Utilizing Professional Development Across Institution Types to Promote Research-based Instruction

Patrick Shabram
Professor of Geography
Front Range Community College

The Promoting Research-based Instructional Methods for Enhancing and Reforming STEM Education (PRIMERS) project was funded by NSF to facilitate the movement of college-level STEM education away from teacher-centered instruction toward more learner-centered instruction that utilizes research-based instructional strategies (RBIS). The project also seeks to better understand how to support the propagation of RBIS across institutions of higher education. To achieve these objectives, three institutions of higher education with different settings, the University of Colorado Boulder (a R1 research university), Front Range Community College (a primarily two-year college), and the University of Texas Rio Grande Valley (a Hispanic serving institution and emerging research university) have engaged in a three-pronged approach. First, an evidence-based professional development program based on an existing program first tested at the University of Nebraska-Lincoln was adapted to each institution to support instructor use of active learning principles in the classroom. Second, a series of roundtable discussions have been held at all three campuses to discuss aspects of department and institutional culture related to teaching and student learning, professional development, evidence-based instruction, and faculty evaluations based on these research-based techniques. Finally, research focused on the adaptation of active-learning instruction, department culture, and student outcomes is ongoing to test the effectiveness of these programs. The faculty teaching and learning professional development program was successfully adapted to and implemented at each of the three institutions. Results show cultural shifts around greater acceptance of active learning techniques have taken place across all three campuses, with varying levels of success. Research of classroom adoption of active learning techniques and institutional/departmental acceptance of course design around these techniques is ongoing. The professional development variations at the three institutions, which have already helped transform courses offered at all three institutions, may serve as models for transformation at other institutions, and Front Range Community College’s adaptation of the initial professional development program is now planned at other community colleges in Colorado.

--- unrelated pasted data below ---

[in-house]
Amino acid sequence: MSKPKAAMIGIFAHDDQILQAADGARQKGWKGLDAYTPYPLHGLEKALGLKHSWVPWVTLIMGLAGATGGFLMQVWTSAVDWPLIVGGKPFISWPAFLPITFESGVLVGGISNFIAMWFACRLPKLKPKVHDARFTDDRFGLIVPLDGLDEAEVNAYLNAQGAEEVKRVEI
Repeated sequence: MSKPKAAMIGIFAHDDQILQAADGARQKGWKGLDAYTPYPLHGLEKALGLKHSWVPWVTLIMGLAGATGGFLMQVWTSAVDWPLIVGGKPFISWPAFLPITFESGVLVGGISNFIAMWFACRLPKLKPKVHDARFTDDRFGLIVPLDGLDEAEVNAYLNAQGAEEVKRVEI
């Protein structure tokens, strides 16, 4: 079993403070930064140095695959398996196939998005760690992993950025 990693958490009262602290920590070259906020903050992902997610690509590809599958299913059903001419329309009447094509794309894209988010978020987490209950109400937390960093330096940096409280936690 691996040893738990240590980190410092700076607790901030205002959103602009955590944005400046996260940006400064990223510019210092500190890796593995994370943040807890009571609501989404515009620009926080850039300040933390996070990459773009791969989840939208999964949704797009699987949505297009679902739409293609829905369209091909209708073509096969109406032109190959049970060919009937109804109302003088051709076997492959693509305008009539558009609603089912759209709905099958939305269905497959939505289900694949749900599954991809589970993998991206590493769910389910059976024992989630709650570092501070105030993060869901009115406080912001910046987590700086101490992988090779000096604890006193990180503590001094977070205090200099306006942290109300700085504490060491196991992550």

Patrick Shabram, Front Range Community College, Fort Collins, CO; Leilani A. Arthurs, University of Colorado Boulder, Boulder, CO; Chu-Lin Cheng, University of Texas Rio Grande Valley, McAllen, TX; Ming-Tsan Lu, University of Texas Rio Grande Valley, Edinburg, TX; Carly Flaagan, Front Range Community College, Fort Collins, CO